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C. S. B. Adapted from the legends associated with John Chapman.
THERE was once a farmer who had worked in the fields
all his life. Every year he had ploughed and planted
and harvested, and no one else had raised such fine
crops as he. It seemed as if he needed to only touch
the corn to have it yellow and ripen upon the ear, or
lay his hand upon the rough bark of a tree
 to be
sure that the blossoms would show and the branches hang
low with fruit.
But, after years and years, the farmer grew to be an
old man. His hair and beard became as white as the
blossoms on the pear trees, and his back was bent and
crooked, because he had worked so hard. He could only
sit in the sunshine and watch some one else ploughing
and planting where he wanted so much to plough and
plant. And he felt very unhappy, because he wished to
do something great for other people, and he was not
able, for he was poor.
But one morning he got down his stout cane from the
chimney corner, and he slung an empty bag over his
crooked old shoulders, and he started out into the
world, because he had thought of a good deed that even
an old man could do.
Over the meadows and through the lanes he traveled,
stopping to speak to the little wild mice, or the
crickets, or the chipmunks, who knew him—all of
them—and were never afraid when he went by. At every
farmhouse he rested and rapped at the door and asked
for—what do you think?—just a few apples! And the
farmers had so many apples that they were glad to give
some of them away, and the old man's bag was soon full
to the very brim.
On and on he went, until he left the houses far behind,
and took his way through the deep woods. At night he
slept upon a bed of moss out under the stars, with the
prairie dogs barking in his ears, and the owls hooting
in the tops of the trees; and in the morning he started
on his way again.
When he was hungry he ate of the berries that grew in
the woods, but not one of his apples—oh, no! Sometimes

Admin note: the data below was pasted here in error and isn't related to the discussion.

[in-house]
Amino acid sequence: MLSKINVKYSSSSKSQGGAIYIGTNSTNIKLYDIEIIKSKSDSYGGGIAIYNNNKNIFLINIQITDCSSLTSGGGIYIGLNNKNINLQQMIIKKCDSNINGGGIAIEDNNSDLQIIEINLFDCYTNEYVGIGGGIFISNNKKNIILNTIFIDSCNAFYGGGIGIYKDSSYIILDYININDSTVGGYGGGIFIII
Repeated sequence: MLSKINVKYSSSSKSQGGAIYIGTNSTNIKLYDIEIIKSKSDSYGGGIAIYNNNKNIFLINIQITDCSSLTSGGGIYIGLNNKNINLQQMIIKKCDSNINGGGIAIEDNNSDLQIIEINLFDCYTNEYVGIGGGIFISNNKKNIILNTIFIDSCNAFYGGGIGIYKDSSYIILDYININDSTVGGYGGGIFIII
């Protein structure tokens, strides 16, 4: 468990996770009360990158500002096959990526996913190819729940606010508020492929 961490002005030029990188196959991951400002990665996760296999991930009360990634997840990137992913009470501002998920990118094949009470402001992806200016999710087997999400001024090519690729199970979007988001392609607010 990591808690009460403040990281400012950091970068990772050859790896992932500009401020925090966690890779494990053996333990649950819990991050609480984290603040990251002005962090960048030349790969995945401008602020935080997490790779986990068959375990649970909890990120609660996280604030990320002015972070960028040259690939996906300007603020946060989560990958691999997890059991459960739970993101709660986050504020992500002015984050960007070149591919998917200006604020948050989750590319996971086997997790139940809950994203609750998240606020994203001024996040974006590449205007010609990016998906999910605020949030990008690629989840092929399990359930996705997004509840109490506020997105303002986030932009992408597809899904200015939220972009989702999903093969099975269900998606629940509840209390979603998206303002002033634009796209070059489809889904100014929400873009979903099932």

an Indian met him, and they walked along
 together; and so, at last, the old man came to a place
where there were wide fields, but no one to plant them,
for there were no farms.
Then he sat down and took out his jack-knife, and began
carefully cutting the core from every apple in his bag.
With his stout cane he bored deep holes in the earth,
and in every hole he dropped an apple core, to sleep
there in the rain and the sun. And when his bag was
emptied he hurried on to a town where he could ask for
Soon the farmers came to know him, and they called him
old Apple-seed John. They gave him their very best
apples for seed—the Pound Sweets, and the Sheep's
Noses, and the Pippins, and the Seek-no-Farthers. They
saved clippings from the pear trees, and the plum
trees, and the peach trees for him; and they gave him
the corner of the settle which was nearest the fire
when he stopped with them for a night.
Such wonderful stories as he told the children of the
things he had seen in his travels—the Indians with
their gay blankets and feathers, the wolves who came
out of the wood at night to look at him with their
glaring eyes, the deer who ran across his path, and the
shy little hares. And no one wished Apple-seed John to
travel on the next morning, but he would never stay.
With his bag over his shoulder, his clippings under his
arm, and his trusty cane in his hand, he hurried on to
plant young orchards by every river and in every lonely
And soon the apple seeds that had been asleep when
Apple-seed John had dropped them into the earth awoke
and arose, and sent out green shoots, and began to be
trees. Higher and higher they grew, until, in the wind
and the sun, they covered the ground with
 blossoms, and then with ripe fruit, so that all the
empty places in the country were full of orchards.
After a while old Apple-seed John went to live with the
angels, but no one ever forgot him; and the children
who knew him, when they had grown to be grandfathers
themselves, would sit out under the trees, and say to
each other: "This orchard was planted by Apple-seed